By Tony Grossi | ESPNCleveland.com
First in a series analyzing the Browns’ draft needs.
Roster: Brian Hoyer, Alex Tanney.
The rapid-fire releases of Brandon Weeden and Jason Campbell – 35 minutes apart -- on March 12 cleared the decks for the team to enter their next quarterback era. This one will start with Hoyer as the senior member. And he has all of three starts in a Browns uniform. Although his time was short due to a torn ACL in his third start, Hoyer’s impact on the 2013 season was profound. First, he rescued the front office from losing the locker room. Remember, Hoyer took over in Game 3 just as the 0-2 team was reeling from the stunning trade of running back Trent Richardson. In the raucous Metrodome, Hoyer overcame three Vikings interceptions and led the Browns to their first victory. Suddenly, talk shifted away from whether CEO Joe Banner had given up on the season. Then Hoyer put together two 90-plus-yard touchdown drives in a home victory over playoff-bound Cincinnati. In the first quarter of his third start, Hoyer ripped his right ACL scrambling for an 11-yard gain. It happened right in front of new coach Mike Pettine, who was Buffalo’s defensive coordinator on that Thursday evening. Hoyer was seen as former GM Mike Lombardi’s “boy” among the former coaches at the start, but quickly won their respect. It sounds as if he has Pettine’s from Day One. The question about Hoyer is his ability to play through a full season – something he has never done because of lack of opportunity and, last year, injury. Tanney was signed off the Dallas practice squad on Nov. 26 after the QB depth chart unraveled. He was recommended by now-GM Ray Farmer, who was pro personnel director in Kansas City in 2012 when Tanney spent the season on Chiefs injured reserve list.
Needs: A top-flight prospect to challenge Hoyer immediately and ultimately take over at the appropriate time. Another down-the-draft prospect could challenge Tanney as a developmental third quarterback.
Top 5 prospects
1. Blake Bortles, Central Florida.
Big size and a career against mid-level college competition brings to mind Ben Roethlisberger. A seeming meteoric rise out of college obscurity conjures Blaine Gabbert. Figuring out which he will be presents great risk and reward.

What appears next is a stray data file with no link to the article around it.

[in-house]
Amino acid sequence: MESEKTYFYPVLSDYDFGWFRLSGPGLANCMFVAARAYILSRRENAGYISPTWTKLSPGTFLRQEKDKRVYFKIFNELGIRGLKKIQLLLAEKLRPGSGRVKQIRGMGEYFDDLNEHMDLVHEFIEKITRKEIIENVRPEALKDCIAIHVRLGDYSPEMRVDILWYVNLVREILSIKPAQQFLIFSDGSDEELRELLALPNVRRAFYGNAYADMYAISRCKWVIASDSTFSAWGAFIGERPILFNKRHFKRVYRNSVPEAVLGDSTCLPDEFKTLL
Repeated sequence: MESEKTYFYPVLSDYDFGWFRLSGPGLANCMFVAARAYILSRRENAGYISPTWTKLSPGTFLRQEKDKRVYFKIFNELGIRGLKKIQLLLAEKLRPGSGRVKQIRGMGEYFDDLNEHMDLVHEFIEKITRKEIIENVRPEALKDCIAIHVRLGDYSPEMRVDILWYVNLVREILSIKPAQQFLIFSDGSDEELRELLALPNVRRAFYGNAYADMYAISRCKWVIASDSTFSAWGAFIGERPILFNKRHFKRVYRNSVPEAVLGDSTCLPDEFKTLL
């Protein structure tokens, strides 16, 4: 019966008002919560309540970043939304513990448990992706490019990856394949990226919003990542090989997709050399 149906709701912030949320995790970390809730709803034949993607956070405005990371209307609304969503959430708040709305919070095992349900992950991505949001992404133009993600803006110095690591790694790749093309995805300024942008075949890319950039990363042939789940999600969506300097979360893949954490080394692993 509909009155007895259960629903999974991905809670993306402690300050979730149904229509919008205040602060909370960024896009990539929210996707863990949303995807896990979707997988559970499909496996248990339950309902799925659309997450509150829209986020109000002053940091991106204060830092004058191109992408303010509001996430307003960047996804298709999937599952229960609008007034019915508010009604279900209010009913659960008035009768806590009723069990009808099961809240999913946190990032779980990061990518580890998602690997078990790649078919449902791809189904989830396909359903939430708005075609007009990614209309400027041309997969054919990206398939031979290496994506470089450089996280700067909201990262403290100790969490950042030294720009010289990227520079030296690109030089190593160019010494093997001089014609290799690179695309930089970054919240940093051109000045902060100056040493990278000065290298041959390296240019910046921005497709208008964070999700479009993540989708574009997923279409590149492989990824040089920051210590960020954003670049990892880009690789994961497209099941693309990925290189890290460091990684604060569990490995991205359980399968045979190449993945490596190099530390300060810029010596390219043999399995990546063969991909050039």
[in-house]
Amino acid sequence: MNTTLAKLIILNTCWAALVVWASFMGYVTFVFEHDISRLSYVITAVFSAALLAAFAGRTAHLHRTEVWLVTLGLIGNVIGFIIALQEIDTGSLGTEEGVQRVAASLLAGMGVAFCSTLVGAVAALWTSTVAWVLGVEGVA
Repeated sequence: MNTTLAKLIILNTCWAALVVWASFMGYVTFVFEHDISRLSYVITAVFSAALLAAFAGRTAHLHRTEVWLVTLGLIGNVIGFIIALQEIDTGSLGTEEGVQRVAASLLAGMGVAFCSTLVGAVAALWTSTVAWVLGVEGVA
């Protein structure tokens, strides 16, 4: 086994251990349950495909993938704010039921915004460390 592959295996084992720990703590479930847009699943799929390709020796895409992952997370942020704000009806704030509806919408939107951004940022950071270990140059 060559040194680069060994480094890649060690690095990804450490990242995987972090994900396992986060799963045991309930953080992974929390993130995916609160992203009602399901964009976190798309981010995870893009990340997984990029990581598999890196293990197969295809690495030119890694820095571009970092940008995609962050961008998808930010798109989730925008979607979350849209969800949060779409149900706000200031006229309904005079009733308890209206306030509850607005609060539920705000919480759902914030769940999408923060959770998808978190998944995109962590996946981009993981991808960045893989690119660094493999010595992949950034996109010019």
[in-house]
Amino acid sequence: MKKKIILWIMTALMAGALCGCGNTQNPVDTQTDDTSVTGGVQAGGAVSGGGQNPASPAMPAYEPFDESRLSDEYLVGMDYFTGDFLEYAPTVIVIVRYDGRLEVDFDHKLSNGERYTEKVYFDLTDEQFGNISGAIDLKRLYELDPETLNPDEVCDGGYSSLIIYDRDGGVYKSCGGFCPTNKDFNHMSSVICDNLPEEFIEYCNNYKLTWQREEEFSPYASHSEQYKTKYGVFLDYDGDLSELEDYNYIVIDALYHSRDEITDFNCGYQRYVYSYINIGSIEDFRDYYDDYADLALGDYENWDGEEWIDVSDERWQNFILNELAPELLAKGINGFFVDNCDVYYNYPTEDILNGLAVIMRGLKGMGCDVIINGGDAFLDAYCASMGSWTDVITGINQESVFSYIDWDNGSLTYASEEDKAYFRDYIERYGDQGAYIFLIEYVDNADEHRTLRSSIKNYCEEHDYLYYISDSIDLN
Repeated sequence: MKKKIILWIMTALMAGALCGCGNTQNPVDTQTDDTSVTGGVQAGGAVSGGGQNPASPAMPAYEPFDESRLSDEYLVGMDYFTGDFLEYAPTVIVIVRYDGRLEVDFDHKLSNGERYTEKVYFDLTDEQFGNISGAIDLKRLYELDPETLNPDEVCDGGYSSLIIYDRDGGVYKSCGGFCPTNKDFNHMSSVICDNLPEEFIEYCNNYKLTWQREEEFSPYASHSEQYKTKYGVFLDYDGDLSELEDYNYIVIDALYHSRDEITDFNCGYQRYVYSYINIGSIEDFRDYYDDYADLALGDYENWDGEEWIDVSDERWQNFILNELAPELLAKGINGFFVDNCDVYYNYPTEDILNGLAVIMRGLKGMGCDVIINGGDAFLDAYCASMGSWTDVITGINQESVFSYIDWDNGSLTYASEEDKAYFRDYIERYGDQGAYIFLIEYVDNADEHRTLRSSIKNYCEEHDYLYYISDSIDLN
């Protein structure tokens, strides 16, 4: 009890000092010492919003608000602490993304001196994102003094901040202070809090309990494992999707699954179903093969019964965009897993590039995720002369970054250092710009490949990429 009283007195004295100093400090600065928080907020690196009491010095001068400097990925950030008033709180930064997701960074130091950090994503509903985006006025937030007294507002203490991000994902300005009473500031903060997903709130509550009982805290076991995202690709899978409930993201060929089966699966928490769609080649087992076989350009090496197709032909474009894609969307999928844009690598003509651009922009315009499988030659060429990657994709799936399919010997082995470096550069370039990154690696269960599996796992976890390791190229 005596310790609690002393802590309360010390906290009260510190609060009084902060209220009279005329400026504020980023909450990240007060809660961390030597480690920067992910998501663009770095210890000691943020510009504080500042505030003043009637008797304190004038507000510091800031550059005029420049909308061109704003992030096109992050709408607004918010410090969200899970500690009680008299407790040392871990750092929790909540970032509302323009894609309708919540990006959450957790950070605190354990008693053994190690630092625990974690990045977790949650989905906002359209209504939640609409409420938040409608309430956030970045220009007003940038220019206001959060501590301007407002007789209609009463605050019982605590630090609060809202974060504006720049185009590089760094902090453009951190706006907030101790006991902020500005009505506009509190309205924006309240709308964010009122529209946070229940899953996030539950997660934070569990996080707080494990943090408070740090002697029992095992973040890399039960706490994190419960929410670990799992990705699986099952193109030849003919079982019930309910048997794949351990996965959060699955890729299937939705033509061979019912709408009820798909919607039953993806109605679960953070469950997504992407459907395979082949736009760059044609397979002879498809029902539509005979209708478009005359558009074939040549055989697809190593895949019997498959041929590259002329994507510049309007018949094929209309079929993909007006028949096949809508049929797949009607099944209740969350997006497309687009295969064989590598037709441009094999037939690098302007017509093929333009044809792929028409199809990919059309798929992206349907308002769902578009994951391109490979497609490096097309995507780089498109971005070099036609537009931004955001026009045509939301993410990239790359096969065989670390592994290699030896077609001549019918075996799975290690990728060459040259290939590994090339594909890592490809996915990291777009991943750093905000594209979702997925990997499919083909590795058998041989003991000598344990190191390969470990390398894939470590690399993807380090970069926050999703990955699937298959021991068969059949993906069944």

2. Johnny Manziel, Texas A&M.
No player in the draft has his star power. A giant-slayer of mighty Alabama as a redshirt freshman, he parlayed an historic Heisman Trophy season into a mythic figure on and off the field. His size (5-11 ¾, 207 pounds) and undisciplined, schoolyard-style of quarterbacking, along with concerns about his off-field marketing endeavors, make him a polarizing prospect with no consensus on his pro potential. Still, he oozes charisma and he easily is the most mentally tough player at his position.
3. Derek Carr, Fresno State.
Arguably the purest passer, he passes the eye test in controlled situations like workouts and 7-on-7 drills. Can he carry the weight of a franchise on his shoulders is a real question. His older brother, David, succumbed to the enormous challenge of being the first-ever draft pick of a start-up expansion franchise.
4. Teddy Bridgewater, Louisville.
Heralded as the most pro-ready after a scintillating four-year college career, he has tumbled the furthest among the QBs in the pre-draft season. An unfortunate performance at his pro day raised concerns about his light frame (6-2 1/8, 214) and his ability to spin the ball without the aid of a glove.
5. Jimmy Garoppolo, Eastern Illinois.
A record-breaking passer at the former Division I-AA level, he climbed into the ranks of the big boys with impressive performances at the Shrine Bowl and Senior Bowl. Two assets make him a serious prospect – a natural, quick release and quick decision-making.
Tom Savage, Pittsburgh.
Excellent size (6-3 7/8, 228) and a strong arm belie the spotty college career of this classic dropback passer. He transferred from Rutgers and Arizona before settling in for one season at Pitt, where he was battered behind a bad offensive line. He’s not really under radar but clearly will need time to coach up.
Hoyer’s ahead-of-schedule rehab from ACL surgery lessens the urgency to rush in a drafted quarterback to start immediately. Hoyer conceivably could maintain the starting job indefinitely – as long as he wins. A veteran QB definitely will be added before the draft (Rex Grossman?), but he is unlikely to be considered a legit competitor for the starting job.
Other Draft Needs:
|Tony Grossi covers the Browns for ESPN 850 WKNR, ESPN 1540 KNR2 and www.espncleveland.com. |
He has covered the Browns with distinction since 1984 and is one of 46 voters for the National Football League Hall of Fame. Use the hashtag #HeyTony on Twitter or email your “Hey Tony” questions to firstname.lastname@example.orgFollow Tony on Twitter @tonygrossi
Return to: Grossi Stories Blog